John Randall “JR” Gladden Accused of Selling Church Fund Loans Away from Brokerage Firm

shutterstock_140321293The investment attorneys of Gana Weinstein LLP are investigating a regulatory complaint filed (Disciplinary Proceedings No. 2014038996201) by The Financial Industry Regulatory Authority’s (FINRA) against broker J. Randall Gladden (Gladden). FINRA alleged in the complaint that Gladden was associated with Securities Equity Group and participated in creating Church Development Fund, LLC (Church Development Fund) and a successor fund, Church Fund LLC (Church Fund) for the purposes of making loans to churches for refinancing their existing real estate loans. According to FINRA, Gladden participated in the management of the Church Development Fund and Church Fund and served as a governing member of the funds’ respective managers, CDF Managing Partners, LLC (CDF Managing Partners) and CF Manager, LLC (CF Manager).

According to the complaint, from May 2011 through September 2013, Gladden solicited seven investors to invest more than $2.1 million in the funds. The fund represented that it would pay investors a 6% per annum “Priority Return” on their investment. CDF Managing Partners was also to receive a monthly “Operator Fee” based upon a percentage of the outstanding principal amount of the loan portfolio of the Fund and a “Loan Fee” based upon a percentage of the original principal amount of each loan.

The conduct allegedly engaged in by Gladden is also referred to as “selling away” in the industry. In the industry the term selling away refers to when a financial advisor solicits investments in companies, promissory notes, or other securities that are not pre-approved by the broker’s affiliated firm. However, even though when these incidents occur the brokerage firm claims ignorance of their advisor’s activities the firm is obligated under the FINRA rules to properly monitor and supervise its employees in order to detect and prevent brokers from offering investments in this fashion. In order to properly supervise their brokers each firm is required to have procedures in order to monitor the activities of each advisor’s activities and interaction with the public. Selling away misconduct often occurs where brokerage firms either fail to put in place a reasonable supervisory system or fail to actually implement that system. Supervisory failures allow brokers to engage in unsupervised misconduct that can include all manner improper conduct including selling away.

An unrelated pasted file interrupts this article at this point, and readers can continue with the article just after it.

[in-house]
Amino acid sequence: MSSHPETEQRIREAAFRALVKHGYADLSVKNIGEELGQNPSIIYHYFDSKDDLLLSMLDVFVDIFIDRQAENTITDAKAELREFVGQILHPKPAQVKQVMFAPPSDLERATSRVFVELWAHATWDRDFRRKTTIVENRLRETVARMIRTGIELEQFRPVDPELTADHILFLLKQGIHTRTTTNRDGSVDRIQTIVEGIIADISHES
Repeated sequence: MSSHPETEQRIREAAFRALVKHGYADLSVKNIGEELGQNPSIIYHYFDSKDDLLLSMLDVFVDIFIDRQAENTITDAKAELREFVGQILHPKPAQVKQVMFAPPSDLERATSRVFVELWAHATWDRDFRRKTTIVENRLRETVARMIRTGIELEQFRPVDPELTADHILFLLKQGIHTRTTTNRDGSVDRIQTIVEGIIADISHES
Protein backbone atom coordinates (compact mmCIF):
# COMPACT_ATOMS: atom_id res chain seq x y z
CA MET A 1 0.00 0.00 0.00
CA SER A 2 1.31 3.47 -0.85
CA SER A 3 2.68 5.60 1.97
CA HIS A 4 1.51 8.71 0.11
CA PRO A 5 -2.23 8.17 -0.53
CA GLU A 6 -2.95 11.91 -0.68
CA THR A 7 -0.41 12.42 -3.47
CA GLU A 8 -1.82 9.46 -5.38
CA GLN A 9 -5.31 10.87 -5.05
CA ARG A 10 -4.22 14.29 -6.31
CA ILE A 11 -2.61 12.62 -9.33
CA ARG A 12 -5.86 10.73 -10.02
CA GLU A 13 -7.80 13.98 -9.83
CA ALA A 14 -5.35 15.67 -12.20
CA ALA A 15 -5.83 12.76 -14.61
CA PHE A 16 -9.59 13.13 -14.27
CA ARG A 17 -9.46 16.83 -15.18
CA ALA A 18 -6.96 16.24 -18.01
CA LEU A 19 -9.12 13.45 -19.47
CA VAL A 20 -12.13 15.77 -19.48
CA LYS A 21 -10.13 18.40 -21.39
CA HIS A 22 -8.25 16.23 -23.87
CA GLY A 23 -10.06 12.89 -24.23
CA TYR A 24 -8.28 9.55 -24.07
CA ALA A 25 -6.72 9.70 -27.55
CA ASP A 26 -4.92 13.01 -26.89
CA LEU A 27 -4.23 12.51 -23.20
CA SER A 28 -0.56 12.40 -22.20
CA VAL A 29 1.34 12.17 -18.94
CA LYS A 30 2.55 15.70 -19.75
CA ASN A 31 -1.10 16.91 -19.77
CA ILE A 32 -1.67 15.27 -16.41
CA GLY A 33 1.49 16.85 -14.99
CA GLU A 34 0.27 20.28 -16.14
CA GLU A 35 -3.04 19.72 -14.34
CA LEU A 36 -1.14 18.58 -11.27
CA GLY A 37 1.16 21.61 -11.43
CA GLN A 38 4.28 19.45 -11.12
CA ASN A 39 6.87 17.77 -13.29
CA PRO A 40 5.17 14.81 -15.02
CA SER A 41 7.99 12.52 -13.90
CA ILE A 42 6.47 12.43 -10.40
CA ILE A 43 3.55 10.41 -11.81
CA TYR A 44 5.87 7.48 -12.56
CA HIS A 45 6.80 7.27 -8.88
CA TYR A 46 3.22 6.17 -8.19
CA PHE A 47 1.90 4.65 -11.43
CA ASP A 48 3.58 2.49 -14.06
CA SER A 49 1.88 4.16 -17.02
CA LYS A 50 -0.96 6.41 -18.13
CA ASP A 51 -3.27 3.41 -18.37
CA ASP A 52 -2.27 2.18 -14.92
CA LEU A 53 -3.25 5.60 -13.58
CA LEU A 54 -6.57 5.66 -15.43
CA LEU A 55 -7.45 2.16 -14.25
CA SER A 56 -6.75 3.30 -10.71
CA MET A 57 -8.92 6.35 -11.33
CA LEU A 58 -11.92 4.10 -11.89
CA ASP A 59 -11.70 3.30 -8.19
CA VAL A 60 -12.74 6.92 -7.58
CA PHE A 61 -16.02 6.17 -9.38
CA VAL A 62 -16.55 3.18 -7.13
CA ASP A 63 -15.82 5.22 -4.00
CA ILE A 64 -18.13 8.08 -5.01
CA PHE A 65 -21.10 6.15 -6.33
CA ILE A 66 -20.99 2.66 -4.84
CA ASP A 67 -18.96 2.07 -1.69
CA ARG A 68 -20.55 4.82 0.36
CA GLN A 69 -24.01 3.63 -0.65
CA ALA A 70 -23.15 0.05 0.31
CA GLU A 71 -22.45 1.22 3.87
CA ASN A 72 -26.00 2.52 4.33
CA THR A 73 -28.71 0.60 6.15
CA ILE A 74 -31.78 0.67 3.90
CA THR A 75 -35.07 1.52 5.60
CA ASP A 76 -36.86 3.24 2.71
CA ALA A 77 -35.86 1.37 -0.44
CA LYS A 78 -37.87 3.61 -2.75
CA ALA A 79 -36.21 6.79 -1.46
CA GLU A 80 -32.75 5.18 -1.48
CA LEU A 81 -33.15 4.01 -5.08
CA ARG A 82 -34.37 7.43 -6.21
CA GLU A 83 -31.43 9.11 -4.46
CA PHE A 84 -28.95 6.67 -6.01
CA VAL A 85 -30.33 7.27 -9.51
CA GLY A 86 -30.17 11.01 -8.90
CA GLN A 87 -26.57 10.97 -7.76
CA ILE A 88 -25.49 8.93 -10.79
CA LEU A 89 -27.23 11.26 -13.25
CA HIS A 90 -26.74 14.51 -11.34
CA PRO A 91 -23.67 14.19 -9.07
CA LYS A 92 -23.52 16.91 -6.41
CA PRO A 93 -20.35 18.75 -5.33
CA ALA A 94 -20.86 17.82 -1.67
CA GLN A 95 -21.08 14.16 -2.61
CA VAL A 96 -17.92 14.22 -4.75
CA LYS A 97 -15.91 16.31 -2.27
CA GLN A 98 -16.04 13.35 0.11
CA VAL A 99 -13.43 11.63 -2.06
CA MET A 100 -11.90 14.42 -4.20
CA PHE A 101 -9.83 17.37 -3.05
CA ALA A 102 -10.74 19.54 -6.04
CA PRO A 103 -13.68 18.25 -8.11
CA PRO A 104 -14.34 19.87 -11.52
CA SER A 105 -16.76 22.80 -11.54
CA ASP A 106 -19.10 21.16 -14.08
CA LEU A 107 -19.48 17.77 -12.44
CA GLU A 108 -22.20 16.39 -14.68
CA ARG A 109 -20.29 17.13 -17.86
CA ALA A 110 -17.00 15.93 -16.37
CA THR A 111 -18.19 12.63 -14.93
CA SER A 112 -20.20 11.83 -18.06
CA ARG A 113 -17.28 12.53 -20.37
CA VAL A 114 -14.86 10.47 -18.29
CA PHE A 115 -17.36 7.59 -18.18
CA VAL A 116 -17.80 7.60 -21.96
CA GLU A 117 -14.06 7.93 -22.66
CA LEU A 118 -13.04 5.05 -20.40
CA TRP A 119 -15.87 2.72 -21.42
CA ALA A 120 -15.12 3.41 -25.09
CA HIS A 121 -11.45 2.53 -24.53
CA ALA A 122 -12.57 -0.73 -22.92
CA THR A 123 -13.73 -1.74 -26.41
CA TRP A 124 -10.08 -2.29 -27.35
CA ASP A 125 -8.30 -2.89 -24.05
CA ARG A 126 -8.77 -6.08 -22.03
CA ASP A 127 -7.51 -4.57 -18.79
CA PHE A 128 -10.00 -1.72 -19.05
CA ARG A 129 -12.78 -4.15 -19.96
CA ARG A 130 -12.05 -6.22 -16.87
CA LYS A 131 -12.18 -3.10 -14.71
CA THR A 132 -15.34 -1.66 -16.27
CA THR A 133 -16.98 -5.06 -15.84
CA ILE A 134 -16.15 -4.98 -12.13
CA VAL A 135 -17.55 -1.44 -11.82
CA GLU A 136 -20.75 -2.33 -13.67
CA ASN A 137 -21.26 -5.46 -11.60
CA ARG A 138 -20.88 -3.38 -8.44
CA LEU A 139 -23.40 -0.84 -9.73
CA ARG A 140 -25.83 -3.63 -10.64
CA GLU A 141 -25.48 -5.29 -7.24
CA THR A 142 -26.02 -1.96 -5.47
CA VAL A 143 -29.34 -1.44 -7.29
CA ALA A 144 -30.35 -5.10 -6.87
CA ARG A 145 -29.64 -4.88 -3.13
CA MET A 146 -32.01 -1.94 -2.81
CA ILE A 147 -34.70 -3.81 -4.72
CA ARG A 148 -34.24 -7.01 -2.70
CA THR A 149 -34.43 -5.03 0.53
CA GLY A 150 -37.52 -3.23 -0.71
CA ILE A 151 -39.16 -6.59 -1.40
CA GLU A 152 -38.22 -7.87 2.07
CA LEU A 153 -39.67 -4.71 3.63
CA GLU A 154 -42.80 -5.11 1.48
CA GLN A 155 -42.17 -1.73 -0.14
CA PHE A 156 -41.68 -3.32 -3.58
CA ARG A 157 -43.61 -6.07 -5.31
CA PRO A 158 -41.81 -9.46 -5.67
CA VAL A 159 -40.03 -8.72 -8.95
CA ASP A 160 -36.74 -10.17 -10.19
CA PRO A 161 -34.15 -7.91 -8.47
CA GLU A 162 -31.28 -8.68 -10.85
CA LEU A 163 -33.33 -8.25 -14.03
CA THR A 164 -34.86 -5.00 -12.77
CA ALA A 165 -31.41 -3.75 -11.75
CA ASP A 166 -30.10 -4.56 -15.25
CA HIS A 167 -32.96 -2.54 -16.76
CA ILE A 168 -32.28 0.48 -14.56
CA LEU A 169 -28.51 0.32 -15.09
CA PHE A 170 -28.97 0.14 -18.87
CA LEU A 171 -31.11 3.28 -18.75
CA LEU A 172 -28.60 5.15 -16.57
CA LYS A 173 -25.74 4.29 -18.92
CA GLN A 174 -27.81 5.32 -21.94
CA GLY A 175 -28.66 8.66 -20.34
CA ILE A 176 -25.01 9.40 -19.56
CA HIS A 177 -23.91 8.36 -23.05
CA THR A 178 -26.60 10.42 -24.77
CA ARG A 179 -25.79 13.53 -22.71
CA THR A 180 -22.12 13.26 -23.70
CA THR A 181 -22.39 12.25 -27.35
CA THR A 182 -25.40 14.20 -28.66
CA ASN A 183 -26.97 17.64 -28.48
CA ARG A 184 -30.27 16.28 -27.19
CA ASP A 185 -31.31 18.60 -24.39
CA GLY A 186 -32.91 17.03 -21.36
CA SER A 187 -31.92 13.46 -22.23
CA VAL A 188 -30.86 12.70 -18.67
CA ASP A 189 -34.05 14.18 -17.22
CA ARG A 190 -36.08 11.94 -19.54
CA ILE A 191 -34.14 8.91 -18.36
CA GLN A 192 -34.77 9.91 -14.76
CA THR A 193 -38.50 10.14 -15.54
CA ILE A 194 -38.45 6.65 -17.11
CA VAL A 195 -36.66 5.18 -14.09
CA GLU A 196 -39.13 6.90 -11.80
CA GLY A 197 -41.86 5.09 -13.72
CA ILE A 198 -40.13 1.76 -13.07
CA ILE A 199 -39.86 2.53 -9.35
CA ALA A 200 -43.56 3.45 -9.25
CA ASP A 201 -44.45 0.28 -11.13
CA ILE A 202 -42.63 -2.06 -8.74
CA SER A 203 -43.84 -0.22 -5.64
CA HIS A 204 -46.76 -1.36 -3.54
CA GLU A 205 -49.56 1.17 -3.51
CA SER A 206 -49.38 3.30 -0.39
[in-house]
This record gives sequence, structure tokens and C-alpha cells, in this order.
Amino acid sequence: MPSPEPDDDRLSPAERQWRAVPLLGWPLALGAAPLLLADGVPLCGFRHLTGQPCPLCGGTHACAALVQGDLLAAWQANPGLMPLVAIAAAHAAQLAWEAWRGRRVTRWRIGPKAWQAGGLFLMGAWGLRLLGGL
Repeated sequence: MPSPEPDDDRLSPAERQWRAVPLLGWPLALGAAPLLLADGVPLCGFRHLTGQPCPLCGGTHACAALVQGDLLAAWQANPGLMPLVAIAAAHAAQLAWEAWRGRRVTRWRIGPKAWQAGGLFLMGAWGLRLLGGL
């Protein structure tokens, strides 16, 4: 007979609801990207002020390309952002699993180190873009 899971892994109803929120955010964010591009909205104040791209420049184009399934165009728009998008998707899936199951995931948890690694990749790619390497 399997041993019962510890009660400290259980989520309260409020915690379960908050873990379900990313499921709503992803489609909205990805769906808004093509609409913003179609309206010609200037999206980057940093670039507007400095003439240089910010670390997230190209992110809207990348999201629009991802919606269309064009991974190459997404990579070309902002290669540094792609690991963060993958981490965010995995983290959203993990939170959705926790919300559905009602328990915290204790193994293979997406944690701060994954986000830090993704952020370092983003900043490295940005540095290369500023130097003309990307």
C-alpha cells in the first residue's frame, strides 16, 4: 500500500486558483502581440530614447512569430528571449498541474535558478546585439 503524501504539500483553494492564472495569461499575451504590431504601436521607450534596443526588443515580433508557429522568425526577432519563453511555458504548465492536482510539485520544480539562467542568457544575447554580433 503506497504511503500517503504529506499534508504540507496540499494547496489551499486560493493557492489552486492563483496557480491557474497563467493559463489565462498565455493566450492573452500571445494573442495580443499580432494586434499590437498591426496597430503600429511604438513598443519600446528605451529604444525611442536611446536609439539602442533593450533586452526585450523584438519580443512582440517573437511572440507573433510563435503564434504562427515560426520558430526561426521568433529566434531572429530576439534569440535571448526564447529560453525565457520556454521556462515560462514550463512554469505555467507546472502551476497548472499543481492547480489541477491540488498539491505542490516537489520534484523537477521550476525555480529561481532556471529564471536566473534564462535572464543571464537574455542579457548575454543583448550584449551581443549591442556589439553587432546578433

In cases of selling away the investor is unaware that the advisor’s investments are improper. In many of these cases the investor will not learn that the broker’s activities were wrongful until after the investment scheme is publicized, the broker is fired or charged by law enforcement, or stops returning client calls altogether.

Investors who have suffered losses may be able recover their losses through securities arbitration. The attorneys at Gana Weinstein LLP are experienced in representing investors in cases of selling away and brokerage firms failure to supervise their representatives. Our consultations are free of charge and the firm is only compensated if you recover.

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